Perhaps not, but it does require a certain mental disposition to enjoy (or at least tolerate) as a career. Most people simply don't want to spend 40+ hours per week, sitting at a desk, staring at code on a computer screen.

Mars

How To Die On Mars 278 278

An anonymous reader writes: Many space-related projects are currently focusing on Mars. SpaceX wants to build a colony there, NASA is looking into base design, and Mars One is supposedly picking astronauts for a mission. Because of this, we've been reading a lot about how we could live on Mars. An article at Popular Science reminds us of all the easy ways to die there. "Barring any complications with the spacecraft's hardware or any unintended run-ins with space debris, there's still a big killer lurking out in space that can't be easily avoided: radiation. ... [And] with so little atmosphere surrounding Mars, gently landing a large amount of weight on the planet will be tough. Heavy objects will pick up too much speed during the descent, making for one deep impact. ... Mars One's plan is to grow crops indoors under artificial lighting. According to the project's website, 80 square meters of space will be dedicated to plant growth within the habitat; the vegetation will be sustained using suspected water in Mars' soil, as well as carbon dioxide produced by the initial four-member crew. However, analysis conducted by MIT researchers last year (PDF) shows that those numbers just don't add up."

Comment: Re:I call shenanigans... (Score 2) 446 446

Why would *anyone* encourage their child, regardless of gender, to spend a decade or more training for what is quickly becoming a minimum-wage job at best.

This.

Coding jobs can be easily outsourced to wherever the going rate for labor is cheapest. Google's "coder shortage" seems completely imaginary. They're an advertising company whose greatest trick was convincing the world they are a software company.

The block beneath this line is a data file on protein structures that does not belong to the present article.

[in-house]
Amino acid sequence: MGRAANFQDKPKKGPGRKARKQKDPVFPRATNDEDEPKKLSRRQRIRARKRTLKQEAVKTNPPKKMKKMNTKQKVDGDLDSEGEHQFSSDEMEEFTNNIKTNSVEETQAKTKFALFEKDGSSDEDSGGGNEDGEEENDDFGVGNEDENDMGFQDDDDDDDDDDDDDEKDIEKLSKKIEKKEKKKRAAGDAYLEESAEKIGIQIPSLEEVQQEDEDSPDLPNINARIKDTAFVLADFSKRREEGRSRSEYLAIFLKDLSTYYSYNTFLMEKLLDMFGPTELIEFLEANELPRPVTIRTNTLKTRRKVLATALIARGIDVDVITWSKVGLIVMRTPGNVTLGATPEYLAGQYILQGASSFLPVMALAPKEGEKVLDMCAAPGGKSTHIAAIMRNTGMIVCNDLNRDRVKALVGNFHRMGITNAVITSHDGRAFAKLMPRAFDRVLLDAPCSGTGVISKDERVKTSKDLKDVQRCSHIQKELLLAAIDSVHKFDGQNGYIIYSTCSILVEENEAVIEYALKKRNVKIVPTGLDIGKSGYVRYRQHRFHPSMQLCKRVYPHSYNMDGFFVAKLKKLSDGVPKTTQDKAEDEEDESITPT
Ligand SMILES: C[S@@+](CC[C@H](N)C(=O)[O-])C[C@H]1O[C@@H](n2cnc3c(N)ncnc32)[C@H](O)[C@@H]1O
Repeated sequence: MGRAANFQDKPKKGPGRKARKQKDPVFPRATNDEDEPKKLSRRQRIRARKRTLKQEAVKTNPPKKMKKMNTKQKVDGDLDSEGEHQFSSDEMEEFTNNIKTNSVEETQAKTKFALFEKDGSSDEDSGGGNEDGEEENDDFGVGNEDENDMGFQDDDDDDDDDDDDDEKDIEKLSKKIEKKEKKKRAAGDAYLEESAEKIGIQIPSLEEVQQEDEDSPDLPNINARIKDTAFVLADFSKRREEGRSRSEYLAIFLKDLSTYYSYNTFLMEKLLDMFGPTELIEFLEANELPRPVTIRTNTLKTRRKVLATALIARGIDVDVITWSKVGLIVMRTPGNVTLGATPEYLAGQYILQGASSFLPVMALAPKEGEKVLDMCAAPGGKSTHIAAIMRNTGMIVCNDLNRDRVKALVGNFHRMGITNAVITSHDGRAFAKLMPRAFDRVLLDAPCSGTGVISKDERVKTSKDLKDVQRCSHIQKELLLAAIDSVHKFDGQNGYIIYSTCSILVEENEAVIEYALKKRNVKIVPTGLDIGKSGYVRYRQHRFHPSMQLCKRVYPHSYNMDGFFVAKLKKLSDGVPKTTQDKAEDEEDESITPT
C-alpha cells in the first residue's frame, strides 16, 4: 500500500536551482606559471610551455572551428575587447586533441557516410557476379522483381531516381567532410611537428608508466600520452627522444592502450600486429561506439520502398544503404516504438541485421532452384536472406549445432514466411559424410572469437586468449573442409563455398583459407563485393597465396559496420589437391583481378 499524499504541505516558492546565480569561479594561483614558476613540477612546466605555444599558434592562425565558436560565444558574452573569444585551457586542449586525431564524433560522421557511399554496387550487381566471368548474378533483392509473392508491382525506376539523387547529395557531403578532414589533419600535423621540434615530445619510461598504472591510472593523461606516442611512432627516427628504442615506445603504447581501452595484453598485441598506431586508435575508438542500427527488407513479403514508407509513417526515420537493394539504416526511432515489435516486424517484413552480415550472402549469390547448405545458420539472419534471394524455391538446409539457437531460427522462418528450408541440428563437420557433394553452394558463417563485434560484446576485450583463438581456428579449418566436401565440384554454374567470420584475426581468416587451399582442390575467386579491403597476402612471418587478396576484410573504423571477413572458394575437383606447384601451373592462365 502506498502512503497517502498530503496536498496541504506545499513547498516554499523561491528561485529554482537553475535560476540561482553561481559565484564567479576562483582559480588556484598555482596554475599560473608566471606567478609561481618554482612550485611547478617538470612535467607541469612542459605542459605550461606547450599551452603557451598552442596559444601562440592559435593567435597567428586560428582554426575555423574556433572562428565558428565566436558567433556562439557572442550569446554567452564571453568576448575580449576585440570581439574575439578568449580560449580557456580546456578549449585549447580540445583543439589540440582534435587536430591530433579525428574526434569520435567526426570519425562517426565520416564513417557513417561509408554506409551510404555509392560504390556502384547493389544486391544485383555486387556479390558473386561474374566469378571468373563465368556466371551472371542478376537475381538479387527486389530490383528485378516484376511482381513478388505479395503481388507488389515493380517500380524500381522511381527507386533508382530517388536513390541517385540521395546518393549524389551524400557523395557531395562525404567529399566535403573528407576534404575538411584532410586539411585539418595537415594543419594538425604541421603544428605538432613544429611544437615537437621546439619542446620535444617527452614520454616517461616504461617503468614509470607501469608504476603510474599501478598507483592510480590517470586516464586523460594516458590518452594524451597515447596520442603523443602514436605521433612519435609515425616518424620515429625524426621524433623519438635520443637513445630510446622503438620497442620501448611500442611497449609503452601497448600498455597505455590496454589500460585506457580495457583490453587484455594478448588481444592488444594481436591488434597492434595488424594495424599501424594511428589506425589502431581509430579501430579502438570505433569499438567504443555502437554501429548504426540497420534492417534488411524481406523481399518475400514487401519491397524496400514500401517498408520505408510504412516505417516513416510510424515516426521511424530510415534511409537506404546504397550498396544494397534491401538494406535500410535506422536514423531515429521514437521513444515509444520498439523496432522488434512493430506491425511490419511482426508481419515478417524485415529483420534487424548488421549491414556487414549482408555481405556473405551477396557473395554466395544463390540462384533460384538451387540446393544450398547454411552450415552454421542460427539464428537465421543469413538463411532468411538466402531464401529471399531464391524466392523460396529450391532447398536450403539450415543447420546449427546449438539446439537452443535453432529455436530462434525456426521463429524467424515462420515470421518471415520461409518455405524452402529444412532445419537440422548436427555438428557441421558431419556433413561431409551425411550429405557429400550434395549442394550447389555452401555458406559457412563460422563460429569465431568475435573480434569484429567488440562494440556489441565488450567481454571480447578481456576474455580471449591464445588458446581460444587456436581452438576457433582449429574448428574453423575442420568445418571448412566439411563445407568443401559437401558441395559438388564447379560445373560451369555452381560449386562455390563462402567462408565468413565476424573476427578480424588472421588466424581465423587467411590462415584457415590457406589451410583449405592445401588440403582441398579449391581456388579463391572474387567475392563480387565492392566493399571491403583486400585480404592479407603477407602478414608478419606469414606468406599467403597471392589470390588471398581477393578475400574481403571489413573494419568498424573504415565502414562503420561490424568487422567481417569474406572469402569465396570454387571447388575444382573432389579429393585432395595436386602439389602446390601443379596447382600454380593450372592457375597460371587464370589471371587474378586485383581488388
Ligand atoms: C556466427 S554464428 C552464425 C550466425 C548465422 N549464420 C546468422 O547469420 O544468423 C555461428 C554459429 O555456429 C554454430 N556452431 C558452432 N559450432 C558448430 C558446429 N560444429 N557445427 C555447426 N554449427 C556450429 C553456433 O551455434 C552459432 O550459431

Comment: Why bother? (Score 1) 313 313

Really, the only advantage to a dumphone is the inexpensive cost to replace it, should it become lost or broken. Most non-contract wireless providers with a "bring your own phone" option are perfectly happy letting you use a cheap plan on a modern flagship smartphone, so being a Luddite won't save you much on your monthly wireless bill.

Regarding battery life, the main reason smartphones don't have the endurance of dumbphones comes down to how people use them. If you turn off mobile data, WiFi, Bluetooth and background app refresh, even an iPhone 5 can go a week on standby. You could also just buy an extended battery, portable USB pack, car charger, solar charger, etc.

I suspect this is more about longing for the "good old days" when people didn't expect you to be reachable through e-mail and at least 3 different social networks. Sorry, but using a dumbphone won't bring those days back.

I've never been canoeing before, but I imagine there must be just a few simple heuristics you have to remember... Yes, don't fall out, and don't hit rocks.